Balance, like everything in our new lives in recovery, takes practice. We aren’t expected to be perfect. But as we remain in recovery and grow in our lives, we may begin to see the utility of this initially unappealing skill. If we sleep all day, we often feel depressed and we don’t get anything done, even the things we would like to do. When we don’t sleep enough, we’re tired, irritable, and still unlikely to do anything we need or want to do. It’s easy to see why balance in our sleep schedule is important. Most areas of our life work the same way. Recovery literature tells us that we are extreme, defiant people with a propensity for going to extremes. We can easily recall all the trouble this has caused us. Humility, balance, and peace are vital elements to maintaining our lives in recovery, and we risk selling ourselves short if we turn our backs on them.

The treasures of a full life in recovery — including freedom, fulfillment, happiness, joy, meaning, and many others — are things we all deserve to experience. The tools we need to be present enough in life to experience all of this won’t always seem like the most exciting options. Let’s think about it again. If you ate your favorite food for three meals a day, every day, it wouldn’t take long before you’d never want to eat it again. But if you have your favorite food once a week, you can always enjoy it without getting sick of it. For most alcoholics and addicts, imbalance was a hallmark of our daily lives. Our emotions were extreme and we wanted too much of everything, all the time. Once we are in recovery, it simply isn’t healthy for our new lives to resemble our old ones, at least not internally.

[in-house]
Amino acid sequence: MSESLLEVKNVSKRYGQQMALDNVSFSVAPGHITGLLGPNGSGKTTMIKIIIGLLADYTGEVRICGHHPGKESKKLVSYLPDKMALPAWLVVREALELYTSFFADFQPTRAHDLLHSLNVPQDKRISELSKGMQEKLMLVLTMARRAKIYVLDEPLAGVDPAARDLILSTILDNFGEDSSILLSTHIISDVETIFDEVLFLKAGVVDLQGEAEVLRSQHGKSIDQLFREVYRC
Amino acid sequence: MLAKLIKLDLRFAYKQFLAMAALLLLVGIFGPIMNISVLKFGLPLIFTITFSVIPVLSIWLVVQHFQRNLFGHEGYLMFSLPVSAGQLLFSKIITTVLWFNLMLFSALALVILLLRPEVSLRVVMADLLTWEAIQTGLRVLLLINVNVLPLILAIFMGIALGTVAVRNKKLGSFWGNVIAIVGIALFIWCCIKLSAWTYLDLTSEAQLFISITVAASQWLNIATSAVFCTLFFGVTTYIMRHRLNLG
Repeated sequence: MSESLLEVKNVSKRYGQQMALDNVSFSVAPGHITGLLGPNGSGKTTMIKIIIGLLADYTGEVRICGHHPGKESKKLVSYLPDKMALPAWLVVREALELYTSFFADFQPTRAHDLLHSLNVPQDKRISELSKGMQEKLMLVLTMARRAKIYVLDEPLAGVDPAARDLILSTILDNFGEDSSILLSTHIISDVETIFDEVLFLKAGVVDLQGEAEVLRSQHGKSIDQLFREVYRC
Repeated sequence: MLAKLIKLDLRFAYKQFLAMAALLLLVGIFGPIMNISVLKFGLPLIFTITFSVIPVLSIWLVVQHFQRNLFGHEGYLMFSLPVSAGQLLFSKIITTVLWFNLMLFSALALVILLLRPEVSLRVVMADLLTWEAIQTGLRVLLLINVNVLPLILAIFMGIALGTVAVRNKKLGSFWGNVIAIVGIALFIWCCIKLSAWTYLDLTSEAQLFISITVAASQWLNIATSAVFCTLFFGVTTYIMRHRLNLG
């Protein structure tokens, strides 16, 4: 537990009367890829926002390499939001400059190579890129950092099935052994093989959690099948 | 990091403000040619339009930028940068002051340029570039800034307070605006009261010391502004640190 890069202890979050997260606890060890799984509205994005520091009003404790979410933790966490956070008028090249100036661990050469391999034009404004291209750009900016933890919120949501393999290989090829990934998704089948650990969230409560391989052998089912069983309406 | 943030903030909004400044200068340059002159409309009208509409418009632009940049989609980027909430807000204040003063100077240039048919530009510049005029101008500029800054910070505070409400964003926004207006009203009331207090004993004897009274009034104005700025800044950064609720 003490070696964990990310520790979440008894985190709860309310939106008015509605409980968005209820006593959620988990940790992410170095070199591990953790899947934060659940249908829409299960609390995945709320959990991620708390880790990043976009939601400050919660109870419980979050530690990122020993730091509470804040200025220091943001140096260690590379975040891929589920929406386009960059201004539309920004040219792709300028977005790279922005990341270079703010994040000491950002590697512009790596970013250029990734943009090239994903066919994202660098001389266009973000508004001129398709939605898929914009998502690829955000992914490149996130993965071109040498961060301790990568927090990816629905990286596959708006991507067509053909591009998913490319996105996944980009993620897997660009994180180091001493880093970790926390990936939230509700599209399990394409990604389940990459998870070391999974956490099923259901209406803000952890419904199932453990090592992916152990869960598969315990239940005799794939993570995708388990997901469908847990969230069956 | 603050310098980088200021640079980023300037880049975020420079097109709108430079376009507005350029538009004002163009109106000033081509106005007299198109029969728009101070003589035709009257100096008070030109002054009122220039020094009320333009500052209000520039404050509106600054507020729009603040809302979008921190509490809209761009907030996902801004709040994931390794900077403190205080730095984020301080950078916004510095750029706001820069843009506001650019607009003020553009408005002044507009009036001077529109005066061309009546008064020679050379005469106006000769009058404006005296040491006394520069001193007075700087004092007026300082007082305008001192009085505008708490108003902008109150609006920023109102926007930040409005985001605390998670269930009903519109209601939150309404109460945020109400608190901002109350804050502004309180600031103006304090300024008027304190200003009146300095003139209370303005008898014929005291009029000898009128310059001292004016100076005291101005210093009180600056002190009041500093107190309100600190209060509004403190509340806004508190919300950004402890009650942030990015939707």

We may have the same job and family and home if we’re really lucky, but we wouldn’t be secure in our recovery if we kept the same thoughts, attitudes, actions, and behaviors we had in our disease. To maintain long-term recovery, we must watch out for those old patterns and continue aiming for new, healthy ways of being. Sometimes, it happens subtly that we find something new to act like an alcoholic about. Think about “workaholics” — being a workaholic is rarely as serious or destructive as being alcoholic. But many people who enter recovery find themselves seeking to fill the void within by using something outside of themselves again, just like we did with drugs and alcohol. Practicing balance in our daily lives can safeguard us from letting this happen, allowing us to remain steadily growing and calmly open to the wonderful experience of our life in recovery.

Alcoholism and addiction are often characterized by constant extremes across every dimension of life. The idea of balanced, healthy living may seem not only impossible, but undesirable. If you truly want to achieve long-term recovery but find yourself unable to do so, Jaywalker Lodge can help. We are here to help you begin your journey in recovery and find balance, so you can live the happy, peaceful life you deserve.

Call us now at (866) 529-9255.

author avatar
Stefan Bate, MA, LAC, CCTP Chief Clinical Officer
Stefan Bate, BA, MA, LAC holds a Master's Degree in Applied Psychology from Regis University and is a Licensed Addiction Counselor in the state of Colorado. Stefan has wide-ranging experience in the field of addiction recovery including: working as a recovery coach, therapist, and program director.